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What Love's Got to Do with It

Joba Chamberlain has taken New York in a blaze of glory, his success traced to a nurturing father who used his own tortured youth, Native American roots and some lessons in humility to fan the flame inside his son

Posted: Wednesday October 3, 2007 11:36AM; Updated: Sunday October 7, 2007 2:57PM
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Chamberlain's 100-mph heater seemingly came out of nowhere, but his passion? That came from Harlan.
Chamberlain's 100-mph heater seemingly came out of nowhere, but his passion? That came from Harlan.
Darren Carroll/SI

It began somewhere. In one throat. It had to, as every wave must begin with one molecule of water and every fire with a single spark. JO-BA!... Who was the first to cry it out that August night, and what made it leap to the next throat and the next until 54,000 people at Yankee Stadium were crying it as one?

This never happened when Joe D first appeared. JO-BA!... Not for Mickey or Yogi. JO-BA!... Not for Guidry or Mattingly or Derek. JO-BA!... Why each evening thereafter, when the Native American kid trotted toward the mound for an inning or two of work, did that word rise and roar again like a yearning? JO-BA...? What did it mean?

Why here, in this cathedral to achievement, where the kid had achieved nothing? Here, where the assembly manual had been read long ago, where everyone knew how to build dynasties and superstars no matter how unsatisfying the final product turned out, how many championships they'd failed to win in recent years or how many superstars seemed smug or flawed. JO-BA!...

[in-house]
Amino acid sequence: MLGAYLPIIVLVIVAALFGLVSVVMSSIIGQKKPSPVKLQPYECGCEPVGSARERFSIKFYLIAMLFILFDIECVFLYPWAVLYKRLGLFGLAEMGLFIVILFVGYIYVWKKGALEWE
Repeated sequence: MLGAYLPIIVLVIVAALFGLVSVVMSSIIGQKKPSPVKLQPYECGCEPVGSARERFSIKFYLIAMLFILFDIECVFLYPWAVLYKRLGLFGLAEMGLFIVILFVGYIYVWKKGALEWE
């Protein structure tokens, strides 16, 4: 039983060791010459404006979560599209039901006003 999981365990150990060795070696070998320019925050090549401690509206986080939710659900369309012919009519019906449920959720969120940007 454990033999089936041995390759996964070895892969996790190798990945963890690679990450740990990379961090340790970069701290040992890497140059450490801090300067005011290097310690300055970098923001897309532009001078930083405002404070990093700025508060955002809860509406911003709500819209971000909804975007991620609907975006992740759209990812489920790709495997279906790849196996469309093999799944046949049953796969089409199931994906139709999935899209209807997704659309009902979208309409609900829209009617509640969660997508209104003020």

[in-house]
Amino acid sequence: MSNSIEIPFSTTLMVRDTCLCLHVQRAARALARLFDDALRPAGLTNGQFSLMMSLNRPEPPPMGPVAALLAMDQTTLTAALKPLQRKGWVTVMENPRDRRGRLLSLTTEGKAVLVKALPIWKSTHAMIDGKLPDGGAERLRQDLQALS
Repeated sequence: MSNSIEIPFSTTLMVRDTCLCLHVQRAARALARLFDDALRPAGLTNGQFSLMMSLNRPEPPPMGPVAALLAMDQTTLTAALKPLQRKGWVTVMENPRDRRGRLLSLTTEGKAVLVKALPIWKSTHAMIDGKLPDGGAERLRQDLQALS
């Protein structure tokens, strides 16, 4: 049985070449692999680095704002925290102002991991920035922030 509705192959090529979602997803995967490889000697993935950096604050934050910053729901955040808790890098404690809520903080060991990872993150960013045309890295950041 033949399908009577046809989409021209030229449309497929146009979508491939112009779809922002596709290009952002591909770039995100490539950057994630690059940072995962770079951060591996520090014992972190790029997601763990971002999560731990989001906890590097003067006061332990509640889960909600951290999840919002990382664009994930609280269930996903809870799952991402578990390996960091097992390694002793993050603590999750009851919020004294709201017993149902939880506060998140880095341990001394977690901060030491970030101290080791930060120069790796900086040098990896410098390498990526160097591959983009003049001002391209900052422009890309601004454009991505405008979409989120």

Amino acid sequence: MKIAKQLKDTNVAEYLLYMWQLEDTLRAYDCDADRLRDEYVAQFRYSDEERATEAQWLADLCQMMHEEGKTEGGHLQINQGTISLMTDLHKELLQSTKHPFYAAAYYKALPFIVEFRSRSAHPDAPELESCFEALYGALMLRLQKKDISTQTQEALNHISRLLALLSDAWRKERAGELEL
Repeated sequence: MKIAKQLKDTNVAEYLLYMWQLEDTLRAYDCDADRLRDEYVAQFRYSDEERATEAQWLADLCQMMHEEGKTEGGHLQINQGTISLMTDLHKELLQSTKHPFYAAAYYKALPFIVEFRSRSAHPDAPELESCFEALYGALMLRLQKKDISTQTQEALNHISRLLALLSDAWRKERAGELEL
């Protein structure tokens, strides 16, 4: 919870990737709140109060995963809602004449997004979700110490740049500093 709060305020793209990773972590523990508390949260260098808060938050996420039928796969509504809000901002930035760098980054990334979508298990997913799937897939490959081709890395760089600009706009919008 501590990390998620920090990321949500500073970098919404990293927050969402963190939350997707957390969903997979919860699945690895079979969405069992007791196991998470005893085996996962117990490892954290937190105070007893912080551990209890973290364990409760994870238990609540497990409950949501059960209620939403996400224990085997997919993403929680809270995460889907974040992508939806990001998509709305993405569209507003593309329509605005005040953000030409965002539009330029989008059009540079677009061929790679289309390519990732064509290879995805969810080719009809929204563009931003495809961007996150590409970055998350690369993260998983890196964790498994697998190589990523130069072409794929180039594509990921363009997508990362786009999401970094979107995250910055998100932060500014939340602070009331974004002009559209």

Here, in the house of the team with no patience for weakness, the team that ate its young, trading them for established stars and giving away draft picks to sign the best free agents money could buy because dominance was its entitlement, and the future always had to be now. JO-BA!...

Here, welling up from all these people whose fondest dream was for their sons to be that kid , all convinced that the only way was to sign them up for year-round travel teams and private instruction, to make them elite at each level of development.

JO-BA! Two syllables that meant it was time to tear up the old assembly manual and distribute a new one.

Caution: Please read all instructions carefully before operating.


One pudgy Winnebago Indian boy
One father with polio
One three-wheel motorized scooter
One tiny white house
One bed, shared by boy and father
One big cardboard box full of used bats, gloves, bases and catcher's gear, purchased from the Sacred Heart yard sale for $3


Place the father on a chair on the front stoop of the tiny white house in Lincoln, Nebraska.

Place the pudgy boy on the gravel road. Have him throw baseballs to the father, who catches them with a glove on his right hand, tucks the ball beneath his chin, whisks off the glove, grabs the ball and throws it back with the same hand because his left one is gnarled and useless.

The boy must throw with accuracy. Otherwise he must chase the ball because his father's left leg is dead.

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